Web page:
A Verdantix report aims to help chief sustainability officers and VPs of environmental sustainability to understand the circumstances where natural capital — the finite stock of natural assets (air, water and land) from which goods and services flow — is relevant for their business, the risks involved in ignoring natural capital and the options available to them to implement sustainability strategies that take better account of natural capital.
To inform this research, Verdantix spoke with 12 firms with billion dollar revenues that are actively integrating natural capital considerations into their sustainability strategies, along with four experts from not-for-profit organizations.
Why CSOs Can’t Escape Action on Natural Capital shows that corporate dependencies on natural capital, and the associated risks, are becoming clearer. Sustainability strategies need to address the underlying issues and impact on the business rather than just treat the symptoms.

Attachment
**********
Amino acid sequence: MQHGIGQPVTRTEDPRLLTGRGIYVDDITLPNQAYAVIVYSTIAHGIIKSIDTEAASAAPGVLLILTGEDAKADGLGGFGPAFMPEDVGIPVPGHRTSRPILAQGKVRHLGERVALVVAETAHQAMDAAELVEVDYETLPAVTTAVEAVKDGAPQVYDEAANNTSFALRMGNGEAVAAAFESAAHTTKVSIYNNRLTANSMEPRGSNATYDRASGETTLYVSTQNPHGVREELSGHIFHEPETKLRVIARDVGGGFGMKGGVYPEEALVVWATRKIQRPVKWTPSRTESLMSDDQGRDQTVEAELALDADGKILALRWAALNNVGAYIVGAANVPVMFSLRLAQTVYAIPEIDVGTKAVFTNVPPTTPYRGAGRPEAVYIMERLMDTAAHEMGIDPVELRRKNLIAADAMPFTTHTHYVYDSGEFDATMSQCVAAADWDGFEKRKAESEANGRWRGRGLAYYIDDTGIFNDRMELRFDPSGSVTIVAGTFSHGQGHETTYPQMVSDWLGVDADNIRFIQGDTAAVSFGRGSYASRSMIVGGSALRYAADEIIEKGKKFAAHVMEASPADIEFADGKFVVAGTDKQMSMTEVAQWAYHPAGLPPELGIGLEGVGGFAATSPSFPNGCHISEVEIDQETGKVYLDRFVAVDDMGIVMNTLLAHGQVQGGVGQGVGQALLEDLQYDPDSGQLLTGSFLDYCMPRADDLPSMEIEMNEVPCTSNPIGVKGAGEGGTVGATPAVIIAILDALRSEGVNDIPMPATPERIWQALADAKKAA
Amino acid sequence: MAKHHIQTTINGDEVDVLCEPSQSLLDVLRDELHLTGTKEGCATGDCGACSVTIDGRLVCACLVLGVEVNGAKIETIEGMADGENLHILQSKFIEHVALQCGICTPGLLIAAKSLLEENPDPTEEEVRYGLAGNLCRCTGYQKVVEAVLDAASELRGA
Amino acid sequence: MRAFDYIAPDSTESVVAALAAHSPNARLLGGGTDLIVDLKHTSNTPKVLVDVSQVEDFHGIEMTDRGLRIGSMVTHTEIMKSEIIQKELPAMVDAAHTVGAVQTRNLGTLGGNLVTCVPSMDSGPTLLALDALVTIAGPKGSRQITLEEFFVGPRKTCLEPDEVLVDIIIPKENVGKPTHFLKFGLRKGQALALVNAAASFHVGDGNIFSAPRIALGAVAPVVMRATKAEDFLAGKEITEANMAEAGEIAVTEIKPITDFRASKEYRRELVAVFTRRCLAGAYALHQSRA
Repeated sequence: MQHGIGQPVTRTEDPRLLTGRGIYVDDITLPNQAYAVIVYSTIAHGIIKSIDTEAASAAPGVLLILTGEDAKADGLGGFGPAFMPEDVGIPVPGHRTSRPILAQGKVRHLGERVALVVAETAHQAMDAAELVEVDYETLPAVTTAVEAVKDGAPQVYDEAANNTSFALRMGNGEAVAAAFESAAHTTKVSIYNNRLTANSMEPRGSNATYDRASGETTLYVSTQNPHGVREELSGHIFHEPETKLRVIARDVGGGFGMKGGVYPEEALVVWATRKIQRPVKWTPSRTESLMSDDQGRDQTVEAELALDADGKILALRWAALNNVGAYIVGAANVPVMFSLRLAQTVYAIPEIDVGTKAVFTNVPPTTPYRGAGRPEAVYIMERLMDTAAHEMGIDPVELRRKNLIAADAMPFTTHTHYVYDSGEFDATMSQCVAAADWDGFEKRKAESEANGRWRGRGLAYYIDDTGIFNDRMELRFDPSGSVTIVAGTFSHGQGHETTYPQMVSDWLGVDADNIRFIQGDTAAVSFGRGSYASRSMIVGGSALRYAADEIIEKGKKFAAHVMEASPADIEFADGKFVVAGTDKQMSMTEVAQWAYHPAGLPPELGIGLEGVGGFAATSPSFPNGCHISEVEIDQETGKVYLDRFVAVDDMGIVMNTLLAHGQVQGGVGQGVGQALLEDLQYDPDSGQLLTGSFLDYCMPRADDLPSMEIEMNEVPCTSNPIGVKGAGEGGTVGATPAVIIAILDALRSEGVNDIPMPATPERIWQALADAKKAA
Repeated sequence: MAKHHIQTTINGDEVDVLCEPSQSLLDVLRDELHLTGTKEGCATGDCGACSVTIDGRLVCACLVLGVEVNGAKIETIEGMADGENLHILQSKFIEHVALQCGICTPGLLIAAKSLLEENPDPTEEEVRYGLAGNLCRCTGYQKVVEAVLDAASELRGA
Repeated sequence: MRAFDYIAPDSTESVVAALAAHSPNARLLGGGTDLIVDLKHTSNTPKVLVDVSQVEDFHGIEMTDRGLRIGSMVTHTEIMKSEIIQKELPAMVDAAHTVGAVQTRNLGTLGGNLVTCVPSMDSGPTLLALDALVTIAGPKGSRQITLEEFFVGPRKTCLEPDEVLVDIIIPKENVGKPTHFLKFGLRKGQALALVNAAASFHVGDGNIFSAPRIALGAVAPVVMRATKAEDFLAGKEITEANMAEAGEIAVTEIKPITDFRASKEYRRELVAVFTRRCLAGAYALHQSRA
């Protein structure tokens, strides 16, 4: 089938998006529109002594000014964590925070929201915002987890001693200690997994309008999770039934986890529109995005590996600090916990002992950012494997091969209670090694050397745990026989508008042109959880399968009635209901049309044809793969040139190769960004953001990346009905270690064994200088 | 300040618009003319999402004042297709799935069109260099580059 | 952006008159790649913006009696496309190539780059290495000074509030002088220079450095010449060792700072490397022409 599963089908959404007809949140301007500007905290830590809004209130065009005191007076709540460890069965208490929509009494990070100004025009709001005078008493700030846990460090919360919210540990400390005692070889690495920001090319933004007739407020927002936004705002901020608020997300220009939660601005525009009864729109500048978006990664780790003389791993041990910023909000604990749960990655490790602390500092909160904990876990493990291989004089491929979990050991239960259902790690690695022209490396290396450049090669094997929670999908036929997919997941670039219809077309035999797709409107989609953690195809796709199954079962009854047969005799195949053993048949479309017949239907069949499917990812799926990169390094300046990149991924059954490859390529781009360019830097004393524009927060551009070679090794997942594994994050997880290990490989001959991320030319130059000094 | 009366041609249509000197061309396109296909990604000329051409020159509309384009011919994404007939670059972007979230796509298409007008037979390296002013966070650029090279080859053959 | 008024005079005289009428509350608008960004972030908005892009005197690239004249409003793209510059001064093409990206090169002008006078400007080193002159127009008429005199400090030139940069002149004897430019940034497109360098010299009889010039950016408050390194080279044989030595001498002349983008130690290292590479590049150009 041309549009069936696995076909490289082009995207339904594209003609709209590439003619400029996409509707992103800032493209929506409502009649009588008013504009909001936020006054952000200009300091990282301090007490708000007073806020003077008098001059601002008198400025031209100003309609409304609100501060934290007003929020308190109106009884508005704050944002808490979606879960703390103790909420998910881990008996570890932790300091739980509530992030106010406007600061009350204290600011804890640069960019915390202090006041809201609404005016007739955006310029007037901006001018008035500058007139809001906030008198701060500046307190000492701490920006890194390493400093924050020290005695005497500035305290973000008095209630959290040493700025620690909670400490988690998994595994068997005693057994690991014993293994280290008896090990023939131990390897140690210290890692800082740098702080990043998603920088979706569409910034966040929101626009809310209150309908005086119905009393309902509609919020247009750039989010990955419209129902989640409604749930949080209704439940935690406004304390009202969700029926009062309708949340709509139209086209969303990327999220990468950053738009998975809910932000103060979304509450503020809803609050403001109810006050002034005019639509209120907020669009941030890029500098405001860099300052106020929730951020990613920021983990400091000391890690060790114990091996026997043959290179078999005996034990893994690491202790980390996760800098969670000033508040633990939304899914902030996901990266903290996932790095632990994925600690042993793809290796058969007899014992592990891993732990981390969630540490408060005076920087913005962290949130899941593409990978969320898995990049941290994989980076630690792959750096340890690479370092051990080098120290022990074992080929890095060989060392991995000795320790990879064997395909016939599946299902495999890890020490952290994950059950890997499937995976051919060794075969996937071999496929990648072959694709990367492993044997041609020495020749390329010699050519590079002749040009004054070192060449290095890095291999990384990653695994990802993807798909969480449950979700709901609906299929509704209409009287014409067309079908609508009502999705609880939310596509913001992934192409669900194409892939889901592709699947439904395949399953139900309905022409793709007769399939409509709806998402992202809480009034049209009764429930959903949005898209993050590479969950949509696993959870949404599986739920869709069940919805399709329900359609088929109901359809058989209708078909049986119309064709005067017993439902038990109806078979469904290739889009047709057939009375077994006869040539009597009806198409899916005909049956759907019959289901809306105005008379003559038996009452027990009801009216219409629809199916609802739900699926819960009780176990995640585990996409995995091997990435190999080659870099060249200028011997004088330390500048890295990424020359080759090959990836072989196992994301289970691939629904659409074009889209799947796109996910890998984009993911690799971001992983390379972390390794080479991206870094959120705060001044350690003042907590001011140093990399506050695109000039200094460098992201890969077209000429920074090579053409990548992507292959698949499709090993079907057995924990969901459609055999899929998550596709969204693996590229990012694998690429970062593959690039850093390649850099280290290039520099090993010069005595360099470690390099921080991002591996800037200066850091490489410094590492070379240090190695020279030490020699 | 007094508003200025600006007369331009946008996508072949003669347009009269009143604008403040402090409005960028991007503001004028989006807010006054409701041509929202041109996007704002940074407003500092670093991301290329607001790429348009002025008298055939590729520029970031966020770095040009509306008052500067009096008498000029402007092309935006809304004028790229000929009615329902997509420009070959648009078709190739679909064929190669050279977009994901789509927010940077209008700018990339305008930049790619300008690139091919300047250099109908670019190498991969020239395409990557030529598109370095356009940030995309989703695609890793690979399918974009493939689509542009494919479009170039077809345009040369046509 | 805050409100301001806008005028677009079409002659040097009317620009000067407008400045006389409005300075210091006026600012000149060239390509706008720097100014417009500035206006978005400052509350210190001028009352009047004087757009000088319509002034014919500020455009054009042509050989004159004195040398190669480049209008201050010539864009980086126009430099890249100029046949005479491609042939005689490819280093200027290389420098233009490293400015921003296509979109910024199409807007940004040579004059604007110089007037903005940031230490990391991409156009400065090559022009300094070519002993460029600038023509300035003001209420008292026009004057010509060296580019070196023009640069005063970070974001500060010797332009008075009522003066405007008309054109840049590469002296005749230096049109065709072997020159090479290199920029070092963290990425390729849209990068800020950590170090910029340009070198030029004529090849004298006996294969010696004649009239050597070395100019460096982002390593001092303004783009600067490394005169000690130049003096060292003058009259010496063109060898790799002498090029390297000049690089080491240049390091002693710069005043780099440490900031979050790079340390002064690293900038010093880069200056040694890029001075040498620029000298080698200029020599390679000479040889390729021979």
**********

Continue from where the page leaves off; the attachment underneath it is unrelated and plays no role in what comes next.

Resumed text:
The report also recommends 12 steps for reducing risk and achieving greater success. Among the steps:
- Understanding their organization’s specific risks and dependencies to make informed decisions.
- Identifying the trade-offs that rule the future of natural capital.
- Identifying the right indicators to measure and track ecosystem services.
- Exploring a range of solutions such as strategies to reach new markets, using new technologies or developing new businesses and products.
- Developing pilot projects to test strategies and scalability.
The Natural Capital Coalition — a multi-stakeholder coalition whose business signatories include Coca Cola, Kingfisher and Dow Chemical — is currently seeking to create a framework to standardize how the economic value of natural resources is accounted for and valued.
During 2014 and throughout 2015, the coalition will develop and pilot test the Natural Capital Protocol. Other business partners include FMO, IDB, Patagonia, Perrigot and National Australia Bank.